Think you could avoid the TSA’s body scanners and pat-downs by taking Amtrak? Think again. Even your daily commute isn’t safe from TSA screenings. And because the TSA is working with Immigration and Customs Enforcement (ICE) and Border Patrol, you may have your immigration status examined along with your “junk”. As part of the TSA’s request for FY 2012 funding, TSA Administrator John Pistole told Congress last week that the TSA conducts 8,000 unannounced security screenings every year. These screenings, conducted with local law enforcement agencies as well as immigration, can be as simple as checking out cargo at a busy seaport. But more and more, they seem to involve giving airport-style pat-downs and screenings of unsuspecting passengers at bus terminals, ferries, and even subways. These surprise visits are part of the TSA’s VIPR program: Visible Intermodal Prevention and Response. The VIPR program first started doing searches in 2007, and has grown since then. Currently, the TSA only has 25 VIPR teams doing these impromptu searches: in 2012, it wants to get 12 more.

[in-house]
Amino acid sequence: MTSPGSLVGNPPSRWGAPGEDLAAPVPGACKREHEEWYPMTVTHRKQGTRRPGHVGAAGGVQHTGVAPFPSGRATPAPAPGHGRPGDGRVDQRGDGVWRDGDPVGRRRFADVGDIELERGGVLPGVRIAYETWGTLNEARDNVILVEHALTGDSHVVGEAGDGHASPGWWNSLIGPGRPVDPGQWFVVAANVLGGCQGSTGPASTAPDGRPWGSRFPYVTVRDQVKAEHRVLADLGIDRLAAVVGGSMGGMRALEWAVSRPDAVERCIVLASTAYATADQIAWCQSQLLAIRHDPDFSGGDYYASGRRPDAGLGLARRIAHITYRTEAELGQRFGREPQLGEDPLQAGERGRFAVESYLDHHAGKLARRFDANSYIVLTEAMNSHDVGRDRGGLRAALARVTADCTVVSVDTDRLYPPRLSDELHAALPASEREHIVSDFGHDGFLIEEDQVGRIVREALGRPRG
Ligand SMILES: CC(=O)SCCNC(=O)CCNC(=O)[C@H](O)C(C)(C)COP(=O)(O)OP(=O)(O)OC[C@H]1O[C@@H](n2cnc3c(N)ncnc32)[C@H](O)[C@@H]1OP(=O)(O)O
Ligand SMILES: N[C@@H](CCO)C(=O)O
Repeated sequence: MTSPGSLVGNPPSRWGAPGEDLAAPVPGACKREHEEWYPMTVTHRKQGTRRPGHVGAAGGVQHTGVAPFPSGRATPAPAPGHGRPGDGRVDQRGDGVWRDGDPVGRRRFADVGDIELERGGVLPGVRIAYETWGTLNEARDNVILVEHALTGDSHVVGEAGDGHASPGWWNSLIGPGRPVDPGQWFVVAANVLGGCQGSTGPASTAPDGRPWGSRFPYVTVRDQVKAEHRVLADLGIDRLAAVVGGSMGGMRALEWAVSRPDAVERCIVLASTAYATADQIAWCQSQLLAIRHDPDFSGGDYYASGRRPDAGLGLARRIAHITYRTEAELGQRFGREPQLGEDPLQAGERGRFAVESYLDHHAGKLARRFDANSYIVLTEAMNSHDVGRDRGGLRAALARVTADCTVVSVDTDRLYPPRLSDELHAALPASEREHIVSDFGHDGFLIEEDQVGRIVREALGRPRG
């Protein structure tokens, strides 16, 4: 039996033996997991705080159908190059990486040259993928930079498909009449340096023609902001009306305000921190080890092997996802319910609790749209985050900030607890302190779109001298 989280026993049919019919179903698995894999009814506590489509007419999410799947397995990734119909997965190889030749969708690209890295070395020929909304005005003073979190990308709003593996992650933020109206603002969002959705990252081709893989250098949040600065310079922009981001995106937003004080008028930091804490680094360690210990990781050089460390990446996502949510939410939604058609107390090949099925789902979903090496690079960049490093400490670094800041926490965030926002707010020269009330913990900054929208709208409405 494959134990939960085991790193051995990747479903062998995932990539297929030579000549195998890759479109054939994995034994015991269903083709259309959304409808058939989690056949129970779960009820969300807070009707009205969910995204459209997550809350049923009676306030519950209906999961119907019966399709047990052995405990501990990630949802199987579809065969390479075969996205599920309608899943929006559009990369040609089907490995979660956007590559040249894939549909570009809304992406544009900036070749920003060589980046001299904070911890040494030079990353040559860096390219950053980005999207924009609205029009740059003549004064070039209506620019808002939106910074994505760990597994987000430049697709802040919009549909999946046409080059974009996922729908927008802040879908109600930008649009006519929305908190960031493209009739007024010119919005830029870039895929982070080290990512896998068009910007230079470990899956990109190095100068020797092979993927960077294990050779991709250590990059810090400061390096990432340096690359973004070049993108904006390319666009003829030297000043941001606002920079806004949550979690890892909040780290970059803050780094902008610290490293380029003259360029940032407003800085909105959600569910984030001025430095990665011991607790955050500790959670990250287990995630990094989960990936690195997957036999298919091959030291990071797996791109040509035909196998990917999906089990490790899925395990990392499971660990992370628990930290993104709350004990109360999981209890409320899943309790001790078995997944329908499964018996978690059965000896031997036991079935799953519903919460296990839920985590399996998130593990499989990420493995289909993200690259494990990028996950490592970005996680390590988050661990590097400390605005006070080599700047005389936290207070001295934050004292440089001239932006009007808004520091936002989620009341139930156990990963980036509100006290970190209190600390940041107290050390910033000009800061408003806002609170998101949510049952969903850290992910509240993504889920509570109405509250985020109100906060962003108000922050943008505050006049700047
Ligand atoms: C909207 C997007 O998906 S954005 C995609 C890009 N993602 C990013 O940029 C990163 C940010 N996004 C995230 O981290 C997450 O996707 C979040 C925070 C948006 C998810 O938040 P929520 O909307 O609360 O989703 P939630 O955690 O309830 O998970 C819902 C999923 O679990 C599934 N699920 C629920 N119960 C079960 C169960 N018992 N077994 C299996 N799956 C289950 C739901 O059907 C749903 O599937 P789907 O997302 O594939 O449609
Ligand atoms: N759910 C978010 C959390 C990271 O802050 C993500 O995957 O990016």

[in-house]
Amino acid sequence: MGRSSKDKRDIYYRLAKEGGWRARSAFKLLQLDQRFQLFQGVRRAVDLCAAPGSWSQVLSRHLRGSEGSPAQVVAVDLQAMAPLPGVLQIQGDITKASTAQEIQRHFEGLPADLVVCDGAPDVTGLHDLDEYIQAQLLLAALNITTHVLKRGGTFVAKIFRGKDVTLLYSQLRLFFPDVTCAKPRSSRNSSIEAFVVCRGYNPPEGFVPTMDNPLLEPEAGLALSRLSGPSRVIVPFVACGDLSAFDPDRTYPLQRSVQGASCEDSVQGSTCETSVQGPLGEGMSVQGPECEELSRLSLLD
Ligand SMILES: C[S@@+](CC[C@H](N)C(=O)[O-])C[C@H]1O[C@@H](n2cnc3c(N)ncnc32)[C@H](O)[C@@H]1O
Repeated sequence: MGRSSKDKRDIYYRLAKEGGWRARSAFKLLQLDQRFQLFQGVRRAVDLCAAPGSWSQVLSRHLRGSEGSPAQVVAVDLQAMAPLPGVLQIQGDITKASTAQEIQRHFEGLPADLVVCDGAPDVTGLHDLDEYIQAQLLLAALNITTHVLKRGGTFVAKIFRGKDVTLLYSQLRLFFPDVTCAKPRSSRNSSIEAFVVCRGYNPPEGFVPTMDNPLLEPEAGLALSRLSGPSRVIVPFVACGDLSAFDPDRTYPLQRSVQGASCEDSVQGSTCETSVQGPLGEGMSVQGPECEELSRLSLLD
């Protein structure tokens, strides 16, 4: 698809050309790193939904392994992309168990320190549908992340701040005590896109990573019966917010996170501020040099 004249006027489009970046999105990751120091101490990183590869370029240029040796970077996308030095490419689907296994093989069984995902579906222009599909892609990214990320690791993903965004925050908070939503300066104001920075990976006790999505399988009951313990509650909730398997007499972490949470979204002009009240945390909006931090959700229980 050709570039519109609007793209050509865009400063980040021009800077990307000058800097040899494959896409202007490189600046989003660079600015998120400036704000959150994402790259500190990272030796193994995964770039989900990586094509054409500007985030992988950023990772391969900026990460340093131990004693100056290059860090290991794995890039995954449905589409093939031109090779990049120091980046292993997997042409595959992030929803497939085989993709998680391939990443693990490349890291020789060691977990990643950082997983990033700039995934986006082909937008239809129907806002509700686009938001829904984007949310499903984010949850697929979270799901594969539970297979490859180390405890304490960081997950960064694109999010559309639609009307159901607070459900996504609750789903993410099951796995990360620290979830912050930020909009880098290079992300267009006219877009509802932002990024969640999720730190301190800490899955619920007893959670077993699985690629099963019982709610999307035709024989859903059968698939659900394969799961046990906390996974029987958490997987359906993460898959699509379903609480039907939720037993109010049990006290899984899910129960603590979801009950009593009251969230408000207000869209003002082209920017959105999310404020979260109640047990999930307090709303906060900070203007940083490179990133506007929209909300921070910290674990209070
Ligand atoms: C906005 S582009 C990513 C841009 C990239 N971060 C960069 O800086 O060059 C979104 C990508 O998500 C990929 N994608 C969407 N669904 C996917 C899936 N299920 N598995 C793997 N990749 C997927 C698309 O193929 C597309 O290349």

(U//FOUO) NSA Social Networking Sites Security Guide

A social networking site (SNS) is a web-based service that allows communities of people to share common interests and/or experiences. Rather than using direct point-to-point communication to stay in touch (e.g., face-toface, phone, text/video messages), SNSs allow users to publish information that can be read later by other users (a one-to-many form of communication) and follow their friend’s postings and provide comments. SNSs provide innovative methods for interacting with friends through third-part applications, such as simple games (tic-tac-toe, paper-rock-scissors), interactive maps to show places visited across the world, and quiz/trivia games which allow for score comparison with others. Many SNSs also allow users to logon from mobile devices that have web browser access to the Internet, allowing them to check and update their accounts from virtually any location with a Wi-Fi or cellular signal.

U.S. Military Working to Produce Drones the Size of Insects